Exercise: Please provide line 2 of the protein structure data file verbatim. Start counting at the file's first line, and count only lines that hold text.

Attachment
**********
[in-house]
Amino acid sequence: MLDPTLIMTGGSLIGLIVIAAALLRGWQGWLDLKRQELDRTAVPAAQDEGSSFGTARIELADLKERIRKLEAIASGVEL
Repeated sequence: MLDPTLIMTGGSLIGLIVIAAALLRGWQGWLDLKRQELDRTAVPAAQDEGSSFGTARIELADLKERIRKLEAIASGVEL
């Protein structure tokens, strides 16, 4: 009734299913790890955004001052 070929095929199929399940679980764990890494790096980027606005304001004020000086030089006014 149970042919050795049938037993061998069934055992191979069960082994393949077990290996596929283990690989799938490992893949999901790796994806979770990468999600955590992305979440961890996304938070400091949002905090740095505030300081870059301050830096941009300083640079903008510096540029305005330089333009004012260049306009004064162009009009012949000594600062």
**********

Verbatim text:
Amino acid sequence: MLDPTLIMTGGSLIGLIVIAAALLRGWQGWLDLKRQELDRTAVPAAQDEGSSFGTARIELADLKERIRKLEAIASGVEL